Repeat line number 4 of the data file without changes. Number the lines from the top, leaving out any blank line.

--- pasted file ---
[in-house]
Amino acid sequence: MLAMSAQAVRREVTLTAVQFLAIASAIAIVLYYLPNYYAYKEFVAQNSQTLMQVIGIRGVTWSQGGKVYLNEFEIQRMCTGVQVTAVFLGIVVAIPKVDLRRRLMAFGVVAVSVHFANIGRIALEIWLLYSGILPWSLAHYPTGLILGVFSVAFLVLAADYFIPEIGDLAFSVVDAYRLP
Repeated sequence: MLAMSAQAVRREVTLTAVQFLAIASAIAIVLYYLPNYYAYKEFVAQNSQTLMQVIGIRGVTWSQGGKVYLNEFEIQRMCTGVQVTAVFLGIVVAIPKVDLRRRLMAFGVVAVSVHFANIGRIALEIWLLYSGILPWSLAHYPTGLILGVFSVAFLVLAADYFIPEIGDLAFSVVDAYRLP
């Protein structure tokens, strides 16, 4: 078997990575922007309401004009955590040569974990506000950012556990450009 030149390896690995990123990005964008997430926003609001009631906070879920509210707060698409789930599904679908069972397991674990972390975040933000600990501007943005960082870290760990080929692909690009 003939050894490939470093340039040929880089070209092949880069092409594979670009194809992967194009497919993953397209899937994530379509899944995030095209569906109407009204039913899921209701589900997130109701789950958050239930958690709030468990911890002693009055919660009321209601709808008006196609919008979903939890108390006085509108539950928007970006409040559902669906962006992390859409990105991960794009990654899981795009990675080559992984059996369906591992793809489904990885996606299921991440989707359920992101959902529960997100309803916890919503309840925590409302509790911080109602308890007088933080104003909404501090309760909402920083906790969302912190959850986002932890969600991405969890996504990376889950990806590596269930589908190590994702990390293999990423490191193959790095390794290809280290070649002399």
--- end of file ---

């Protein structure tokens, strides 16, 4: 078997990575922007309401004009955590040569974990506000950012556990450009 030149390896690995990123990005964008997430926003609001009631906070879920509210707060698409789930599904679908069972397991674990972390975040933000600990501007943005960082870290760990080929692909690009 003939050894490939470093340039040929880089070209092949880069092409594979670009194809992967194009497919993953397209899937994530379509899944995030095209569906109407009204039913899921209701589900997130109701789950958050239930958690709030468990911890002693009055919660009321209601709808008006196609919008979903939890108390006085509108539950928007970006409040559902669906962006992390859409990105991960794009990654899981795009990675080559992984059996369906591992793809489904990885996606299921991440989707359920992101959902529960997100309803916890919503309840925590409302509790911080109602308890007088933080104003909404501090309760909402920083906790969302912190959850986002932890969600991405969890996504990376889950990806590596269930589908190590994702990390293999990423490191193959790095390794290809280290070649002399």